Software Websites: Box Shots?

25 Feb 2009 - 9:33pm
5 years ago
3 replies
763 reads
Sabina S.
2009

Imagine you design Websites for software products. Your company's
products are compelling and well designed. What do you put on your
Website homepage? How do you fulfill your mission of distinguishing
your product suite when some of your products are similar?

To add more context, imagine you know that many of your customers
will download the software on the spot when they visit your site. A
few will order physical copies.

The defacto standard seems to be box shots -- thumbnail images of the
box the software comes in. Is that how you would approach the design?
Why? Why not? What else would you do or what would you do
differently? Why?

Comments

26 Feb 2009 - 3:25am
Eirik Midttun
2009

You are saying the products are compelling. I think the best approach
is to answer the question: Why are the compelling? And then: How do
you illustrate that? Of all things, showing a picture of nice box
must be clearly wrong. (Unless the customer collects boxes)

I think the answer depends on the product. To add to some of the
already good suggestions:
- If it's productivity show what you can produce. Or what you can do
within a certain time or level of training.
- If it's experince mayby story telling is a good way to start

I got a really nice DVD box from Apple yesterday. The first time I
saw it I had it in my hands.

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Posted from the new ixda.org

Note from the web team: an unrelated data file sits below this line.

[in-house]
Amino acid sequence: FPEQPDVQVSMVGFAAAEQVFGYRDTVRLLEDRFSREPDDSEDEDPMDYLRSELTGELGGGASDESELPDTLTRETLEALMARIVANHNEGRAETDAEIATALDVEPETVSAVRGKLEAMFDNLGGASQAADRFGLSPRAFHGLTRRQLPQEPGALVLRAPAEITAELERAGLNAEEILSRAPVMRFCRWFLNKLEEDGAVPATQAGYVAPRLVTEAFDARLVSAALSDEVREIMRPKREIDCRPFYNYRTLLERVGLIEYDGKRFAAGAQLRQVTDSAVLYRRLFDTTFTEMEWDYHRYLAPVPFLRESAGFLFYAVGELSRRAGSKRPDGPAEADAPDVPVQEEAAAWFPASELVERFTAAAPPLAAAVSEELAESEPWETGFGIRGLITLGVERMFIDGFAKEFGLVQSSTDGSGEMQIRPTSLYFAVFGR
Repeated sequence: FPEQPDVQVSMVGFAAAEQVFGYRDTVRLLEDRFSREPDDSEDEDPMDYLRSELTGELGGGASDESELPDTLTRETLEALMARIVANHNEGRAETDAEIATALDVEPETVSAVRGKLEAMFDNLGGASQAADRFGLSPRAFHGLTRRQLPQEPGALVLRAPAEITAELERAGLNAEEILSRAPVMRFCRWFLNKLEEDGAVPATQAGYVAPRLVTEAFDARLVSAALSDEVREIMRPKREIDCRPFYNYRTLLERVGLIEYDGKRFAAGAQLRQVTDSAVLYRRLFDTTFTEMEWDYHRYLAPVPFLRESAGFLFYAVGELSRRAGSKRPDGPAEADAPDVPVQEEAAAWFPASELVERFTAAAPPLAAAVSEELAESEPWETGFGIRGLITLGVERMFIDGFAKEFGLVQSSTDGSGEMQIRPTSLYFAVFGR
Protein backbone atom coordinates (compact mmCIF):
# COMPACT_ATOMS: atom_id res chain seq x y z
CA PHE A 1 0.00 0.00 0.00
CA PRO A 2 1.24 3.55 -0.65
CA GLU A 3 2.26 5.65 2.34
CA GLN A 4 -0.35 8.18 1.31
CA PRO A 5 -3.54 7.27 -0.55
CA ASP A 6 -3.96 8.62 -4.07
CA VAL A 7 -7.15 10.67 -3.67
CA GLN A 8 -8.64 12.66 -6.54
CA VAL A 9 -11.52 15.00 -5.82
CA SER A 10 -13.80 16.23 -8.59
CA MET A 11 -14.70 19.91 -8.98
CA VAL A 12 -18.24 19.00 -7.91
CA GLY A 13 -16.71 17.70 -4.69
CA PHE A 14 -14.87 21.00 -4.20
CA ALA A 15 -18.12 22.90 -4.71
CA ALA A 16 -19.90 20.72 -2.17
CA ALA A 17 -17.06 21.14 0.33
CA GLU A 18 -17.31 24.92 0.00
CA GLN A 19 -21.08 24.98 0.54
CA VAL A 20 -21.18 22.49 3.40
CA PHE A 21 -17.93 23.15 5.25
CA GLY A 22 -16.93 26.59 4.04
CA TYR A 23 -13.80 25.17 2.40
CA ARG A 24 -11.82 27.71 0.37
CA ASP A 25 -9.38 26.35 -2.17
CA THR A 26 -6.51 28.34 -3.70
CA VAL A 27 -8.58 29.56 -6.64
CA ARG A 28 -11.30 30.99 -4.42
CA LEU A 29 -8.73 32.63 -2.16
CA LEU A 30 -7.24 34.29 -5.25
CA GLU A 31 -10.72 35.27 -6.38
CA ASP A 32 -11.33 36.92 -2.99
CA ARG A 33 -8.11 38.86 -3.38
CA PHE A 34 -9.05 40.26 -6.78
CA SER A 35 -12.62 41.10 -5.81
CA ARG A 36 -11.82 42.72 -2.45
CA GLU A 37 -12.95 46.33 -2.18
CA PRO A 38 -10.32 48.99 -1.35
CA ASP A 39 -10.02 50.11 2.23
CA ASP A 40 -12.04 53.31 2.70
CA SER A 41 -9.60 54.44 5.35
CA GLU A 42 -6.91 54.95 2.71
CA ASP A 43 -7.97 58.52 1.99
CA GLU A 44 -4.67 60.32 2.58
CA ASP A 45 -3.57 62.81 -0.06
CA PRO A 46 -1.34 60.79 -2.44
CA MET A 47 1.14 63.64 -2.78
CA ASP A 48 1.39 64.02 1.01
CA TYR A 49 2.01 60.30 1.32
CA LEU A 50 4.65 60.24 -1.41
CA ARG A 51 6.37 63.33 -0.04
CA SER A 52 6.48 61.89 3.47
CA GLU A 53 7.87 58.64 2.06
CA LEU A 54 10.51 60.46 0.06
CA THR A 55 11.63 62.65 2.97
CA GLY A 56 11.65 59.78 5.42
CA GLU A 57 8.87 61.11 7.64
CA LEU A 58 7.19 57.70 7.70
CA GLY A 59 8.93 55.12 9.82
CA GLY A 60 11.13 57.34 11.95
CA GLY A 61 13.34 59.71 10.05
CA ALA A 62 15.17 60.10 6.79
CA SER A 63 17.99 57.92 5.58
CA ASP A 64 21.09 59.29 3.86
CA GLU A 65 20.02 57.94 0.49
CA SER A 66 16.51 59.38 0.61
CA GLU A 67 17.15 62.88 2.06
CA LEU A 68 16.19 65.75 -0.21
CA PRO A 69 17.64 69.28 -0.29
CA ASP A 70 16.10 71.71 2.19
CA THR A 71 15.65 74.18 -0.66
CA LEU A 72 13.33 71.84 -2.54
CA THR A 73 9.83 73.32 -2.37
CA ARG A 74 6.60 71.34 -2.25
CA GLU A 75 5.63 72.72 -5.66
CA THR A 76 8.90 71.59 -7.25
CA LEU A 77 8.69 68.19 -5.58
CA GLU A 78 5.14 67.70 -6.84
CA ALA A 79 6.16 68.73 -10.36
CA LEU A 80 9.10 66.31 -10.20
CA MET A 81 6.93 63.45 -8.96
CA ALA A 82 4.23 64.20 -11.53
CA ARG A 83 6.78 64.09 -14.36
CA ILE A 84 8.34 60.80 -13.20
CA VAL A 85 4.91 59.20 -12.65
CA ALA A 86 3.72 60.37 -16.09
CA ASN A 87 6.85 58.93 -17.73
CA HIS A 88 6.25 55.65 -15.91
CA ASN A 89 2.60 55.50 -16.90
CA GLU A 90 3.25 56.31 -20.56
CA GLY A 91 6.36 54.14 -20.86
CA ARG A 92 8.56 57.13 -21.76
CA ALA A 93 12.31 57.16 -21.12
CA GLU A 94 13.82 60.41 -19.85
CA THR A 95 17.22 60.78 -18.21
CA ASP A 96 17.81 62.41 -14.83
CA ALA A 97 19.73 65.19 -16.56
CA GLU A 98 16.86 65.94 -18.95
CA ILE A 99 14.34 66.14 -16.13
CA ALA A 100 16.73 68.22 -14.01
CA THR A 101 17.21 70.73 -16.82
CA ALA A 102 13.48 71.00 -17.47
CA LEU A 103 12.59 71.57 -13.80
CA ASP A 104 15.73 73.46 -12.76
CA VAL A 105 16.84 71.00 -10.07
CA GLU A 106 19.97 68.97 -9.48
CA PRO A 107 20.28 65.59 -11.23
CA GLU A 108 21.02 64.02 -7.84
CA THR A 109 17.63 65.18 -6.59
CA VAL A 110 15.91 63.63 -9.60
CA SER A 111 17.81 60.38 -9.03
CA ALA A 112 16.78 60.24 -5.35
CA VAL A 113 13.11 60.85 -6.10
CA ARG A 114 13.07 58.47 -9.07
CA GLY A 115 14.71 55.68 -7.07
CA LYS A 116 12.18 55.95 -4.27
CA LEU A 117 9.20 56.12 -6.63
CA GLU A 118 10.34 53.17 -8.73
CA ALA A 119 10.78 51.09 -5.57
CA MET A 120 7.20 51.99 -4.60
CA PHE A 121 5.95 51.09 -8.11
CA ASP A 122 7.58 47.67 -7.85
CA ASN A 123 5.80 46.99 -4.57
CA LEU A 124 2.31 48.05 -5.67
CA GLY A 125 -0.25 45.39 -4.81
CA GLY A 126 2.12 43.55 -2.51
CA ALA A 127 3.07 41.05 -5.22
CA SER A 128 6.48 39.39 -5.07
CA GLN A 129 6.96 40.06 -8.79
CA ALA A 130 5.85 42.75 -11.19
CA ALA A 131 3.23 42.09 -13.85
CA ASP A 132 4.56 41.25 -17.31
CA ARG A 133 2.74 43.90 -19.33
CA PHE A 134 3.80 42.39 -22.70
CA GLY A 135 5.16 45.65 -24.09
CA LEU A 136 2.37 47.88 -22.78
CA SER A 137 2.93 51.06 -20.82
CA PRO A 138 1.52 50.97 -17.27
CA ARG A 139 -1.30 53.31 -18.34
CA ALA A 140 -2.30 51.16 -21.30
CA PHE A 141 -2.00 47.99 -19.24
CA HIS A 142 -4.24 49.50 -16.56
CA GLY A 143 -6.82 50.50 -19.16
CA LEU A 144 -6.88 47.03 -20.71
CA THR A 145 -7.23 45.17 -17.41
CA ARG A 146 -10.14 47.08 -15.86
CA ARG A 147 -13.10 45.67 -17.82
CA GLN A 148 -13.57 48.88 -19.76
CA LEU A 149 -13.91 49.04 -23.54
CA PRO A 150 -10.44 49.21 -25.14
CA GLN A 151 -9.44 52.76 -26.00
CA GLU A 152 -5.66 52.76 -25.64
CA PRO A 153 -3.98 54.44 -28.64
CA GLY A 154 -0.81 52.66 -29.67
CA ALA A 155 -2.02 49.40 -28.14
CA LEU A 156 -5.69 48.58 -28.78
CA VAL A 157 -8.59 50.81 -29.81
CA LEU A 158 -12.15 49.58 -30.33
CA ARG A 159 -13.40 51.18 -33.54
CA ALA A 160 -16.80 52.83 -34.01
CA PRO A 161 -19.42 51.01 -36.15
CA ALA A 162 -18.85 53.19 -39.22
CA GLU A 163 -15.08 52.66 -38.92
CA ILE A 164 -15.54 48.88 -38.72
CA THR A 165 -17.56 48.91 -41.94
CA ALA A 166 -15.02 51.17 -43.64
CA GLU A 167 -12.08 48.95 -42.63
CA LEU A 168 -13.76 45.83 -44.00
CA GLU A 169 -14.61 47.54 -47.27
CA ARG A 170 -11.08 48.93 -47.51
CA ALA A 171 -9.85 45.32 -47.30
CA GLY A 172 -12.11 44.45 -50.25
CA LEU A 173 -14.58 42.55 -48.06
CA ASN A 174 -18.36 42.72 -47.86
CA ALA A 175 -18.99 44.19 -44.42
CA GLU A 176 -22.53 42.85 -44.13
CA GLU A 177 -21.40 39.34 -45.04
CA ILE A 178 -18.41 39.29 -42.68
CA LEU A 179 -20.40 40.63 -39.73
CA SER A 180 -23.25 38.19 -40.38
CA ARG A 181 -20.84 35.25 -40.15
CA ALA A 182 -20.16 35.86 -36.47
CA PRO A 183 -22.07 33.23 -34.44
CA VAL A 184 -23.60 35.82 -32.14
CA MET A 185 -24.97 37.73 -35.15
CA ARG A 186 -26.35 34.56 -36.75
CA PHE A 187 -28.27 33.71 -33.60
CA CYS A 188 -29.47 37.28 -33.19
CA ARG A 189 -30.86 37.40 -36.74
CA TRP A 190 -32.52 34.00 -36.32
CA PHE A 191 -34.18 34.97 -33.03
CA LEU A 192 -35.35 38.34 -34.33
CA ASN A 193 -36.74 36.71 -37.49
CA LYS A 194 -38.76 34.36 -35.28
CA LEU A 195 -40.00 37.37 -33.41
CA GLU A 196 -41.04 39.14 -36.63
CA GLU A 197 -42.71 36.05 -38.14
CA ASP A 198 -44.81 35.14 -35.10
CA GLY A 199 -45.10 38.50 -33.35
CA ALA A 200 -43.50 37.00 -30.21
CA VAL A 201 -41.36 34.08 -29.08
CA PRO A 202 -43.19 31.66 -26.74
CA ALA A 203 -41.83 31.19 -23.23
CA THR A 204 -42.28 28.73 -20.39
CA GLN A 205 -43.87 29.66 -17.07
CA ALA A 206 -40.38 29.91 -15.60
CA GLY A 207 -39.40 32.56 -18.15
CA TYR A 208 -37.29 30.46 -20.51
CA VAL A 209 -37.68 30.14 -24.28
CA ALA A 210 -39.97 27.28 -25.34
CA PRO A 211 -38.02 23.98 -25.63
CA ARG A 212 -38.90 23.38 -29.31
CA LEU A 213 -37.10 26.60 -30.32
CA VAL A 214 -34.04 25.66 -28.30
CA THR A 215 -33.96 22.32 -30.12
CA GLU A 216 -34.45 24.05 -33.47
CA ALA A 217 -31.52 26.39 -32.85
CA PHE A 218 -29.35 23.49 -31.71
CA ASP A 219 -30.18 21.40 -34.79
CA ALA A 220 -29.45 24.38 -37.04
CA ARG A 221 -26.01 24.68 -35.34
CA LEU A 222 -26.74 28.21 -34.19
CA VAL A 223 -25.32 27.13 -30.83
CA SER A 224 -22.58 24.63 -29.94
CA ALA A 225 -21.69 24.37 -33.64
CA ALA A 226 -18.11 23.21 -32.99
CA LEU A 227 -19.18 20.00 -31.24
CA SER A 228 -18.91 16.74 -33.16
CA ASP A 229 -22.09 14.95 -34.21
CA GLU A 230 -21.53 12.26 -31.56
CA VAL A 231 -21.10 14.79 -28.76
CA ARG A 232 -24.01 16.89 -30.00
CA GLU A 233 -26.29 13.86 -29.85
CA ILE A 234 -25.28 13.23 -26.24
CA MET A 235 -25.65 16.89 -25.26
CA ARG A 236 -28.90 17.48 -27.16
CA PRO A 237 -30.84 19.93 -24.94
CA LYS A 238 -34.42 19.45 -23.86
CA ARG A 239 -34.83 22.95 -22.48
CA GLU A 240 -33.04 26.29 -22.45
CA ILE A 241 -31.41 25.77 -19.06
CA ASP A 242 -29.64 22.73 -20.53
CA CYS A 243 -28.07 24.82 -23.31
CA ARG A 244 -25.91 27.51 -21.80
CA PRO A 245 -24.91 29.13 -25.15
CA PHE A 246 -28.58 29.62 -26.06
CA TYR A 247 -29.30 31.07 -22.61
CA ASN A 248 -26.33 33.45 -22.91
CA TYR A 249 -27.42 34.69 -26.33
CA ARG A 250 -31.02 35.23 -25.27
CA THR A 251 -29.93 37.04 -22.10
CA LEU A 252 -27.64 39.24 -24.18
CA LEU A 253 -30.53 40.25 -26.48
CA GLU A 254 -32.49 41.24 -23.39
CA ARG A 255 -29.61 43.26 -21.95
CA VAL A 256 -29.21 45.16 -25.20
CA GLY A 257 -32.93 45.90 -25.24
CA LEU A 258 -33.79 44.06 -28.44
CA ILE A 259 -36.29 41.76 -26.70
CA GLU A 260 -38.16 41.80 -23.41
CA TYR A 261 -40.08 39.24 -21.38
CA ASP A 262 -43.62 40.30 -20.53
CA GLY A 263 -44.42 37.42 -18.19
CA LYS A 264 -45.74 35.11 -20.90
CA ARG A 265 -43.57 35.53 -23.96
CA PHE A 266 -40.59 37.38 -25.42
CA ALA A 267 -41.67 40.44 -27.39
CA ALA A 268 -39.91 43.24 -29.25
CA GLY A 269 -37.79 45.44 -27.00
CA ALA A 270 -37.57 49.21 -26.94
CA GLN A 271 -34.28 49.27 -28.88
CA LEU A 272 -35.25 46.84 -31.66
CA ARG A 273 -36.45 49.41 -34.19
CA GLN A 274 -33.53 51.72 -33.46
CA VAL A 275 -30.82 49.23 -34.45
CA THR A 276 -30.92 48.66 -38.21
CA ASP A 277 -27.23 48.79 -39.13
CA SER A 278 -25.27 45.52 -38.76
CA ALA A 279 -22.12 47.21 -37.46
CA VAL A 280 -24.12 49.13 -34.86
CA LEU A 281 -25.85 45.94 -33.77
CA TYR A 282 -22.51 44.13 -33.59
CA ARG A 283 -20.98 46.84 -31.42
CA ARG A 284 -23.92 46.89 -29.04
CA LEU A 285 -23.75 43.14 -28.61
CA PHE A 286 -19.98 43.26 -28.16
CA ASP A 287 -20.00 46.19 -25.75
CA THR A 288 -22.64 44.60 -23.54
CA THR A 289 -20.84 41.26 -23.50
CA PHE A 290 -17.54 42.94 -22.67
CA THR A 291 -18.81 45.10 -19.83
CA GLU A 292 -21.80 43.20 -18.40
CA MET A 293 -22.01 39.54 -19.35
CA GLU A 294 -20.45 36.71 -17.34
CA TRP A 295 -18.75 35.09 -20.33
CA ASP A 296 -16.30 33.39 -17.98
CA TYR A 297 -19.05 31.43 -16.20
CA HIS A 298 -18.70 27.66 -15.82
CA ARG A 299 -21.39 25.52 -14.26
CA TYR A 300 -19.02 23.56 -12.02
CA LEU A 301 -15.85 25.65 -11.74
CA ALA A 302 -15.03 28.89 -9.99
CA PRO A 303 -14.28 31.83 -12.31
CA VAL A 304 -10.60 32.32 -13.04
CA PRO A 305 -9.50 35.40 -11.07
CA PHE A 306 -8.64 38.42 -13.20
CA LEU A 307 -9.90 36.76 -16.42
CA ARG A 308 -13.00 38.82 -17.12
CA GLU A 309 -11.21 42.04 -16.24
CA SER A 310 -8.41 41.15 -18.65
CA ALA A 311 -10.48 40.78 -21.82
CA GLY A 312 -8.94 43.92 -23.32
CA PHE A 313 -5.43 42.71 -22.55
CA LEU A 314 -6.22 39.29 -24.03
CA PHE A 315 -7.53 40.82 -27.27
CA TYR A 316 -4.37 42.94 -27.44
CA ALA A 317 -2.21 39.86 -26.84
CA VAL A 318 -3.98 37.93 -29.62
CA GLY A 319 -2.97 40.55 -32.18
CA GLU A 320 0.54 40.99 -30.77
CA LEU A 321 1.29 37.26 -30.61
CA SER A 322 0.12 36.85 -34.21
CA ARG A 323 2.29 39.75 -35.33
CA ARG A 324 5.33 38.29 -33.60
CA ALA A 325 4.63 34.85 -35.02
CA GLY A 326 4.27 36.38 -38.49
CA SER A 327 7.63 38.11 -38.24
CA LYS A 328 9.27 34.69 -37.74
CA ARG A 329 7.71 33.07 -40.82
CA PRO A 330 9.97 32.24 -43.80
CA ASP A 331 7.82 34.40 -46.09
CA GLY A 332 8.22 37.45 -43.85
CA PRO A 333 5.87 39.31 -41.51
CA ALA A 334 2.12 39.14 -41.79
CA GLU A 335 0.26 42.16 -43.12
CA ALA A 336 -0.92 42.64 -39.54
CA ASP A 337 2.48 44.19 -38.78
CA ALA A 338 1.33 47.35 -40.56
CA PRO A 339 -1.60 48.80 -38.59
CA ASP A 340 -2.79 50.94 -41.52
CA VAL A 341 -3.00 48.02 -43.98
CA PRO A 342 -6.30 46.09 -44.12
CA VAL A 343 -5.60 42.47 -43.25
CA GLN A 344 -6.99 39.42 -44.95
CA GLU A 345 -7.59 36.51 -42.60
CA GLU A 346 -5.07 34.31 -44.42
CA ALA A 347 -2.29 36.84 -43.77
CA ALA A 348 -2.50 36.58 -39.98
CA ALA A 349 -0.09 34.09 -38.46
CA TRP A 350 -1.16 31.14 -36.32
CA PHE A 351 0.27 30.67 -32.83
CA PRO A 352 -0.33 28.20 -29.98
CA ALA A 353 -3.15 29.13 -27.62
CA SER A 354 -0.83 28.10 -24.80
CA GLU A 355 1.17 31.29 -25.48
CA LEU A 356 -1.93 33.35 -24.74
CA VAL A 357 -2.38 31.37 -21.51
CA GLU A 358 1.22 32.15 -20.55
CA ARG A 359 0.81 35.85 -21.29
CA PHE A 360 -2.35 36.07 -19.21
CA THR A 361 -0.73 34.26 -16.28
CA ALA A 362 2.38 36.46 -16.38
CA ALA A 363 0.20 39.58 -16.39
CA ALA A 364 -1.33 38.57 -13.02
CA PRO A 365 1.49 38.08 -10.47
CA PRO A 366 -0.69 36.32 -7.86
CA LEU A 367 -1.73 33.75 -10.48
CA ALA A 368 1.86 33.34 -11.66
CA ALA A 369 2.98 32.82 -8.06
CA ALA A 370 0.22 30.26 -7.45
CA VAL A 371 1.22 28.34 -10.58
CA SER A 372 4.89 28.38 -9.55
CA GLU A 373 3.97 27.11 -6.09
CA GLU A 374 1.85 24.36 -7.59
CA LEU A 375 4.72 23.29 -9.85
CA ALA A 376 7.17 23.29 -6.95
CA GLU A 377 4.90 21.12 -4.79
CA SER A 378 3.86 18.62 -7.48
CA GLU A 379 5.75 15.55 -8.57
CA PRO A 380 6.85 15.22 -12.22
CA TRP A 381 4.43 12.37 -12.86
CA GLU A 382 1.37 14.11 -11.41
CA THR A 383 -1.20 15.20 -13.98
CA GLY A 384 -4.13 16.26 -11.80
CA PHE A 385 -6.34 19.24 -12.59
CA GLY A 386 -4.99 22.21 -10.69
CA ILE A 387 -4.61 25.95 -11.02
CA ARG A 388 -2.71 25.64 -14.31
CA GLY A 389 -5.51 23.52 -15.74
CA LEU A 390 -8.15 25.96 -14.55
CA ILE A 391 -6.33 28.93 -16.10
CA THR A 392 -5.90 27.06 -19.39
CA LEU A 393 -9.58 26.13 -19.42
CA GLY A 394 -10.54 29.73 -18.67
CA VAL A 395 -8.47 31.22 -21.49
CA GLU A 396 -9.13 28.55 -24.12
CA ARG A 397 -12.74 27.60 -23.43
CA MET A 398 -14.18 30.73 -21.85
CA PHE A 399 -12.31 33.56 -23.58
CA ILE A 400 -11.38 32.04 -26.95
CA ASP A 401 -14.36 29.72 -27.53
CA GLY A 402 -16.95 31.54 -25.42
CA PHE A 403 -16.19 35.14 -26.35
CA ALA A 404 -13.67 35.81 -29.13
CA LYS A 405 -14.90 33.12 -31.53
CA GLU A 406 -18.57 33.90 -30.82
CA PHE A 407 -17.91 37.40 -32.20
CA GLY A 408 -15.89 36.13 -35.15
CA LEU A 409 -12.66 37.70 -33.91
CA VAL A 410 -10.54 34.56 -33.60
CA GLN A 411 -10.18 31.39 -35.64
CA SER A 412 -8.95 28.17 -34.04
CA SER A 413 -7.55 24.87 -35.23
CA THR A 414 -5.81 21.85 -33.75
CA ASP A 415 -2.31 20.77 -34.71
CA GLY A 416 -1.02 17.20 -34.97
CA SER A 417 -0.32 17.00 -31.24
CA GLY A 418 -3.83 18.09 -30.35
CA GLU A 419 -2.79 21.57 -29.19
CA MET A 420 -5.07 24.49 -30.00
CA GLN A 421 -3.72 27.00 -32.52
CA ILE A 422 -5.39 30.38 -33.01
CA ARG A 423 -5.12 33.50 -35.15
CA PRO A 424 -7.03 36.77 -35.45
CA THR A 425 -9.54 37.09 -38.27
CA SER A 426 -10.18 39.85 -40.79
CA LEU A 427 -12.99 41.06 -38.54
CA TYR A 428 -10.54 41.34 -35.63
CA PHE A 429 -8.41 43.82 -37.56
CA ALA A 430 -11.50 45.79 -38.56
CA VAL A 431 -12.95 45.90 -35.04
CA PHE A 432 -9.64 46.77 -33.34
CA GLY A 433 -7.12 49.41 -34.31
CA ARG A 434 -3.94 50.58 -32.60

http://www.ixda.org/discuss?post=39255

26 Feb 2009 - 1:11pm
Matthew Ventre
2008

The above ideas are fantastic. I'd also add that you could show
common tasks and goals and associate them with the appropriate
software package. Users purchase software to solve a problem - give
them some examples of problems they can solve with each of your
products.

This article by 37signals highlights this idea:

http://www.37signals.com/svn/posts/1582-design-in-progress-choosing-the-right-product

37signals, however, is in search of a new design for this process
(i.e. software feature charts are out) but you probably don't need
to reinvent the wheel, just make it easy to understand.

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Posted from the new ixda.org
http://www.ixda.org/discuss?post=39255

27 Feb 2009 - 4:43pm
Elana Glazer
2009

IMHO, mint.com's homepage does a few things that make it a compelling
and convincing screen:

- Tabs allow users to learn more about various site features without
leaving the page
- Features and benefits are displayed visually, showing the actual
product
- The Sign Up CTA remains consistent in all tabs
- Lists 4 benefits in a personal and meaningful manner by talking to
different audience needs. All 4 benefits lead to a different reason
on the "why use mint" page.

Chapter 4 in Joshua Porters "Designing for the Social Web"
addresses this type of content as well.

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Posted from the new ixda.org
http://www.ixda.org/discuss?post=39255

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